Rwanda Military Hospital opens fertility clinic

Some of the equipment in the IUI and IVF laboratory at Rwanda Military Hospital, Kanombe. Diane Mushimiyimana.

The Gynecology and Obstetric Department at Rwanda Military Hospital, Kanombe, will, starting next week, begin offering infertile couples with intra-uterine insemination (IUI) and in vitro fertilisation (IVF) services.

The services will be covered by Mutuelles de Santé and various health insurance packages, according to the hospital’s management.

A group of women were yesterday morning waiting to meet the screening team at the hospital’s maternity ward.  When The New Times sought to speak to them, they were all unfortunately not willing to answer our questions.

Maj Dr Théogène Rurangwa, an obstetrician gynecologist and head of the fertility initiative, said that IUI and IVF services come at a time when there are many infertile couples who could not afford these services due to exorbitant costs involved.

People who seek treatment overseas usually spend at least Rwf7 million for the operation.

Though, there is no national data available, figures at Rwanda Military Hospital indicate that 10 per cent of patients who seek obstetric services are those who have trouble conceiving or sustaining a pregnancy. 

Dr Rurangwa said the rate is very high and the issue needs special attention. He said the hospital has a waiting list of 100 patients who were diagnosed in over a period of three years, and that the number is expected to increase now that the hospital has services that they need.

“Normally, if a couple had sex for more than a year without conceiving, they should seek medical treatment to check on where the problem might be. There are chances that it can be diagnosed,” he said.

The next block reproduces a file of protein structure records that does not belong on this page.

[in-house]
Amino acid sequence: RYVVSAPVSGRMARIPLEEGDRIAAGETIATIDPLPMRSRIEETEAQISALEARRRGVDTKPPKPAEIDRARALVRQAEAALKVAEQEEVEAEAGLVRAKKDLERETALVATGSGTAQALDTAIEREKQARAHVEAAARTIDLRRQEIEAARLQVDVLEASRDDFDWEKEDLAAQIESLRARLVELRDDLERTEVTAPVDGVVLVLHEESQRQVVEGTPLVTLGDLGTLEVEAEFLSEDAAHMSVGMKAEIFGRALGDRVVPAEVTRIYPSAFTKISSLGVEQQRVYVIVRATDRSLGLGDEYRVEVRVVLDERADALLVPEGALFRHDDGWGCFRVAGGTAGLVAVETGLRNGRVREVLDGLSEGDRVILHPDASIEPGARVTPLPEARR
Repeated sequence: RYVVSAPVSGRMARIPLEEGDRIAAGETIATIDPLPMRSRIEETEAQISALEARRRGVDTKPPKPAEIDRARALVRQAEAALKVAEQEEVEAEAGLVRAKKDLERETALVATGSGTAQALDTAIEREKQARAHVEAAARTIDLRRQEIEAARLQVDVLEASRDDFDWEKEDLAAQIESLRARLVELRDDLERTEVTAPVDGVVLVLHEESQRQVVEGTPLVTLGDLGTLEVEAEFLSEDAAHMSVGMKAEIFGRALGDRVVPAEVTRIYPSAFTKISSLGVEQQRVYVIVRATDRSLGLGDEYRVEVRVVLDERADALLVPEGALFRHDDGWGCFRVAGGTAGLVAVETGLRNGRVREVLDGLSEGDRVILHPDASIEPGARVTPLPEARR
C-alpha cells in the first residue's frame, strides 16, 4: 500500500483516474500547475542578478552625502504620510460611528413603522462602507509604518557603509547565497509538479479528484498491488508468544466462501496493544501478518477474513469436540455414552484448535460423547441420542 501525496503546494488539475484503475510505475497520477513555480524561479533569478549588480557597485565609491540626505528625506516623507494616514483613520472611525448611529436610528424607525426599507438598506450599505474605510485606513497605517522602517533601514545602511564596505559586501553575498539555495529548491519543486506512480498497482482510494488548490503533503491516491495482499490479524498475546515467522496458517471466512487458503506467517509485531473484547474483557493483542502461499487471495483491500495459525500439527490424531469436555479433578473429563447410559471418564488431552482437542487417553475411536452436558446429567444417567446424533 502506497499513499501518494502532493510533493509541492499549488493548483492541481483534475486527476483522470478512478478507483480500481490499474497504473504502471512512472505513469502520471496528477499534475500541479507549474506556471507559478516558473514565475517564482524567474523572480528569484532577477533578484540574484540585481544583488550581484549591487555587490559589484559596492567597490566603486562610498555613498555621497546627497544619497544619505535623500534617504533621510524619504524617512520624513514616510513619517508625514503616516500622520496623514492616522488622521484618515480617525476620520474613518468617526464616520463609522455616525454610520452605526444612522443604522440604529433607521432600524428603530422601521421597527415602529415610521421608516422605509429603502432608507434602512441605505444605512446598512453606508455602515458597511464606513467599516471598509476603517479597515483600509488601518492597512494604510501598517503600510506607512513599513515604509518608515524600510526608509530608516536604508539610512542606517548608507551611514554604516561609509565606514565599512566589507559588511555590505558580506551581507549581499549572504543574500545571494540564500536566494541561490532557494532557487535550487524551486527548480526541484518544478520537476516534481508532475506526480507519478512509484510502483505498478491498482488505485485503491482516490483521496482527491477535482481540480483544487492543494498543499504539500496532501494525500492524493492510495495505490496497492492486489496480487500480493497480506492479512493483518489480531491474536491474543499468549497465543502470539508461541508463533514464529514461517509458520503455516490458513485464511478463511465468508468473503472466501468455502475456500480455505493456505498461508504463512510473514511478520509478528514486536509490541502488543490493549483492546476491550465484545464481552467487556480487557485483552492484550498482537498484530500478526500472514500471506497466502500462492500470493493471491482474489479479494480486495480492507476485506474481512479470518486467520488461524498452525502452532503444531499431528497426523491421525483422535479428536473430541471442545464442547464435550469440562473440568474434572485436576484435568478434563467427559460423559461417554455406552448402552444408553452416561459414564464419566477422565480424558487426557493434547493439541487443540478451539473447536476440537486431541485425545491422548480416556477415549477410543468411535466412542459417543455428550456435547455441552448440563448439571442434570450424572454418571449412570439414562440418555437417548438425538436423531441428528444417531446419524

He said that, in cases of ejaculatory dysfunction, discordant couples, cervical and male factor infertility, one should consider trying IUI or IVF.

“With IVF, live birth rate is about 30 per cent per treatment cycle, but that figure varies depending on age,” he said.

He explained that with IUI, the doctor places sperms into the uterus (womb) at the time of ovulation. This procedure is often combined with stimulating drugs to increase chances of conception.

On the other hand, IVF involves combining sperm and eggs in a laboratory to create embyros. The embryos are then assessed for quality and one or more is placed into the uterus.

Rurangwa added that the main causes of infertility are damage, or blockage, to the woman’s fallopian tube, ovulation disorders and endometriosis; while in men, it could be the sperm quality, or small count, overexposure to certain environmental factors, such as pesticides and other chemicals, radiation, alcohol and drug abuse, among others.

Fertility Initiative is a donation from American medical volunteers who offered the laboratory equipment. The facility include embryo incubators, microscopes, air filters and refrigerators, among others.

Dr Selwyn Oskowitz, a reproductive endocrinologist at Boston’s Beth Israel Deaconess Medical Center, Harvard Medical School, heads the team of the American volunteers. He said that fertility services to be offered at Rwanda Military Hospital, Kanombe, is the same as any other from world-class clinics.

“Apart from carrying out fertility services, we have included intensive exchange of expertise with local teams that will continue to offer the services even after our departure. We are hoping that the fertility department will be the new centre of excellence at Rwanda Military Hospital. Using successes and discoveries in Rwanda, we aim to develop a model upon which this mission can be extended to other regions that are poorly resourced,” he said.

editorial@newtimes.co.rw

 

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